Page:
How to Meet PT PMA Minimum Capital Requirements in Indonesia

The PT PMA minimum capital requirements for company formation in Indonesia are critical guidelines for both local and foreign businesses.

The required amount of minimum capital to set up a legal entity in Indonesia might seem like a straightforward issue, but this is often not the case.

It might be simple for locals to set up a local-owned company (PT), but it becomes more complicated for foreigners to set up a foreign-owned company (PT PMA).

The issue of minimum capital is also closely related to the type of business license, which may complicate the matter a little more.

What is Paid-Up Capital in Indonesia

Paid-up capital in Indonesia means the actual amount of funds injected into a company by shareholders. These funds are then exchanged for shares and issued for shareholders in the company.

These paid-up capitals will then be utilized for the initial and day-to-day company operations such as debts, payroll, and other expenses.

Minimum Capital Investment Requirements for a PT PMA

The Investment Coordinating Board in Indonesia (BKPM) specifies the minimum capital requirements for a PT PMA to be IDR 10 billion depending on the industry foreigners invest in.

In fact, this amount of minimum capital is just a rough plan and will be invested in accordance with the investment plan proposed by the company – over a period of 3 years.

In general, the minimum capital is required for all industries to sustain the local and small-medium companies while encouraging foreign investments in large-scale companies.

Currently, the paid-up capital for setting up a PT PMA in Indonesia is also IDR 10 billion – but there can be some exceptions.

For industries that are more capital intensive, for instance, financial and banking services, natural resources extraction, manufacturing, etc., higher minimum capitals are also expected and shall be listed in the investment plan.

Importantly, since OSS implementation, there is no longer a temporary and permanent business license except for several business licenses that are still issued by BKPM like energy resources, property, and the financial sector.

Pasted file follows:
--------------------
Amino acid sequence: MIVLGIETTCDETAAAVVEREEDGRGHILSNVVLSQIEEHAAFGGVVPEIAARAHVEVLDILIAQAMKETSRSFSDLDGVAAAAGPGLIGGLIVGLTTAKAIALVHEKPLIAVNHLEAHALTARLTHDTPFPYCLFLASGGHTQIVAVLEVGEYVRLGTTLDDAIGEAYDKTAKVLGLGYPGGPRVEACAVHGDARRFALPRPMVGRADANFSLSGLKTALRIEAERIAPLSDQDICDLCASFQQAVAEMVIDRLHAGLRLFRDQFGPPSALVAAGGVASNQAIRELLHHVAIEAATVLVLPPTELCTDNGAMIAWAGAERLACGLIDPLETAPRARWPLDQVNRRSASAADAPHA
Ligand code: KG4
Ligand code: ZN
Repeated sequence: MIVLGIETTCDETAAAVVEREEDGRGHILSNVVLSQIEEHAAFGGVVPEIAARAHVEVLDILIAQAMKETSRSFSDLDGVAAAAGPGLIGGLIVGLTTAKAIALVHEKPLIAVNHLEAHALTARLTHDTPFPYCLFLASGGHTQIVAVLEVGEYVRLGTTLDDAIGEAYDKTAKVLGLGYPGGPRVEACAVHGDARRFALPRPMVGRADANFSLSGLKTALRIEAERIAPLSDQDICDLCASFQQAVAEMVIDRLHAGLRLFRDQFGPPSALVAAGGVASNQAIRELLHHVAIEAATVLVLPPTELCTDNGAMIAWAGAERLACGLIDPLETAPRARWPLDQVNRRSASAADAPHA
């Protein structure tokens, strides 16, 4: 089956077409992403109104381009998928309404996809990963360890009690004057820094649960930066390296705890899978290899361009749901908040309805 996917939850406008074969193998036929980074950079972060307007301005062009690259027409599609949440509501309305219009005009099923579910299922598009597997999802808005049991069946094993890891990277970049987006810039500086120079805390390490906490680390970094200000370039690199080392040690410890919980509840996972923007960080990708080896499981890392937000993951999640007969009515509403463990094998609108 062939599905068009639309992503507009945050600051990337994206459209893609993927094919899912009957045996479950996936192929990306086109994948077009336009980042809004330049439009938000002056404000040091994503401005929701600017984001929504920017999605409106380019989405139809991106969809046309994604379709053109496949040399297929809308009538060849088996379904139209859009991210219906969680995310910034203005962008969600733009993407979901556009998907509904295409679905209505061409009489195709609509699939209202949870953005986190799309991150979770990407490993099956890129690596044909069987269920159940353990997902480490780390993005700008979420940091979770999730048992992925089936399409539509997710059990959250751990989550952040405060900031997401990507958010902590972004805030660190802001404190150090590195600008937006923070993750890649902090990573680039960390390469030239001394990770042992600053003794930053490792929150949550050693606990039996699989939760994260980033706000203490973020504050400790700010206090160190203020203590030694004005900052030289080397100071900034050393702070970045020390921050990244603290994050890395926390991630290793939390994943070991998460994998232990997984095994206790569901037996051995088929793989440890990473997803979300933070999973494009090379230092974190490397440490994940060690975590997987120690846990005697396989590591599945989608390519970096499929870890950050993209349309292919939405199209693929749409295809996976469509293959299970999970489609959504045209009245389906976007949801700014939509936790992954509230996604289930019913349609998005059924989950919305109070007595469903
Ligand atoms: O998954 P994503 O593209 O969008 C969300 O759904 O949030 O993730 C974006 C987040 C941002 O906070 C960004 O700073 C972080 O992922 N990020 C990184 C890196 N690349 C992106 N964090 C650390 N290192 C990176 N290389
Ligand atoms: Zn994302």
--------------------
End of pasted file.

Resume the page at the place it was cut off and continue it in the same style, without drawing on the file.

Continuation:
Capital to Start a Local Company PT

As for local companies, called PT, the number of capital investments influences the size of the company as well as if a company can employ foreign workers.

According to the latest changes laid out in  Job Creation Law, the classification of Local PT in Indonesia based on paid-up capital as follows:

  • A micro-enterprise: less than IDR 1 billion
  • A small enterprise: IDR 1 – 5 billion
  • A medium enterprise: IDR 5-10 billion
  • A large enterprise: more than IDR 10 billion

In general, only medium-sized and large enterprises can pursue a foreign employee as the minimum required capital investment is above IDR 1.1 billion.

Forms of Injection of Minimum Paid-Up Capital

The minimum paid-up capital can be injected in the form of cash into the company’s bank account or in other assets. If the paid-up capital is put in with assets instead of cash, the value of these assets is determined based on the current market prices.

However, the value of buildings and land is excluded from the capital unless it is a company’s primary business activity in the field.

The details of the payment in assets must also be recorded in the Deed of Establishment (DOE), and the deadline for submission of capital statement letter is 60 (sixty) days after the DOE signing. The completion can be done online.

Interested in Setting up a Company in Indonesia?

The legal representatives from Cekindo specialize in corporate law and thus will walk you through the formation process of your company in Indonesia and the minimum capital investment.

Contact us now for invaluable market insights and assistance especially for the areas where our offices are located: Jakarta, Bali, and Semarang.

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Pandu Biasramadhan

Pandu is the Consulting Manager at Cekindo. He has extensive experience in working with government agencies. Notably, he has provided market-entry solutions for enterprises in Indonesia and managed regional partnership channels in Southeast Asia. At Cekindo, Pandu aspires to lead the consulting team to provide top-quality market-entry services and maintain a portfolio of global clientele. His specialty is market-entry advisory and business process outsourcing.